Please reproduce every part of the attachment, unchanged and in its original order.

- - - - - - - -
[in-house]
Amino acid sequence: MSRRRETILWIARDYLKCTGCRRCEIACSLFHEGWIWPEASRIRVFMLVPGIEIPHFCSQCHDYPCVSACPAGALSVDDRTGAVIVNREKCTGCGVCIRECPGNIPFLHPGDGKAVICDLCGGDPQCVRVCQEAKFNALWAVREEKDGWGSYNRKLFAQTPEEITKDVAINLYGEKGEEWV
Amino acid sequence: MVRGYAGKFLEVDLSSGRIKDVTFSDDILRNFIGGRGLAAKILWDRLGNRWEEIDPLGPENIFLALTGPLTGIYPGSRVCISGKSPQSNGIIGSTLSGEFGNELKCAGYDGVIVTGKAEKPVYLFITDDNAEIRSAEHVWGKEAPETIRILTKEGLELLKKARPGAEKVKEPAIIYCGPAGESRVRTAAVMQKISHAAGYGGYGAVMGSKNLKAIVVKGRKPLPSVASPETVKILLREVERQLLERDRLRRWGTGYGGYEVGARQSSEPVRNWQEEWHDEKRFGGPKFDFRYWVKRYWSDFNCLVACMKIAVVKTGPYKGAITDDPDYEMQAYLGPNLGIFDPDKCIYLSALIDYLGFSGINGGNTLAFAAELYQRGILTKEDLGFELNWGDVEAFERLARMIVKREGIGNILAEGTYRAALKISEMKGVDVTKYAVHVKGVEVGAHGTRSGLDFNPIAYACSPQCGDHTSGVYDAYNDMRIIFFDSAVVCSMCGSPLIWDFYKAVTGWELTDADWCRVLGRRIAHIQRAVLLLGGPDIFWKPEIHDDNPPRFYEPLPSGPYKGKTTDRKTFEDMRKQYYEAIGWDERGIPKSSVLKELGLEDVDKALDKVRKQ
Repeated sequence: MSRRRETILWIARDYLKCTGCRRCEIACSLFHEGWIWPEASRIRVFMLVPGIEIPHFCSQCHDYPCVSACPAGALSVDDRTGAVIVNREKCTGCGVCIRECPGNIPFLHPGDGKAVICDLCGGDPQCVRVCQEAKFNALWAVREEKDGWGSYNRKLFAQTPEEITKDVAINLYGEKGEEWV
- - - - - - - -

[in-house]
Amino acid sequence: MSRRRETILWIARDYLKCTGCRRCEIACSLFHEGWIWPEASRIRVFMLVPGIEIPHFCSQCHDYPCVSACPAGALSVDDRTGAVIVNREKCTGCGVCIRECPGNIPFLHPGDGKAVICDLCGGDPQCVRVCQEAKFNALWAVREEKDGWGSYNRKLFAQTPEEITKDVAINLYGEKGEEWV
Amino acid sequence: MVRGYAGKFLEVDLSSGRIKDVTFSDDILRNFIGGRGLAAKILWDRLGNRWEEIDPLGPENIFLALTGPLTGIYPGSRVCISGKSPQSNGIIGSTLSGEFGNELKCAGYDGVIVTGKAEKPVYLFITDDNAEIRSAEHVWGKEAPETIRILTKEGLELLKKARPGAEKVKEPAIIYCGPAGESRVRTAAVMQKISHAAGYGGYGAVMGSKNLKAIVVKGRKPLPSVASPETVKILLREVERQLLERDRLRRWGTGYGGYEVGARQSSEPVRNWQEEWHDEKRFGGPKFDFRYWVKRYWSDFNCLVACMKIAVVKTGPYKGAITDDPDYEMQAYLGPNLGIFDPDKCIYLSALIDYLGFSGINGGNTLAFAAELYQRGILTKEDLGFELNWGDVEAFERLARMIVKREGIGNILAEGTYRAALKISEMKGVDVTKYAVHVKGVEVGAHGTRSGLDFNPIAYACSPQCGDHTSGVYDAYNDMRIIFFDSAVVCSMCGSPLIWDFYKAVTGWELTDADWCRVLGRRIAHIQRAVLLLGGPDIFWKPEIHDDNPPRFYEPLPSGPYKGKTTDRKTFEDMRKQYYEAIGWDERGIPKSSVLKELGLEDVDKALDKVRKQ
Repeated sequence: MSRRRETILWIARDYLKCTGCRRCEIACSLFHEGWIWPEASRIRVFMLVPGIEIPHFCSQCHDYPCVSACPAGALSVDDRTGAVIVNREKCTGCGVCIRECPGNIPFLHPGDGKAVICDLCGGDPQCVRVCQEAKFNALWAVREEKDGWGSYNRKLFAQTPEEITKDVAINLYGEKGEEWV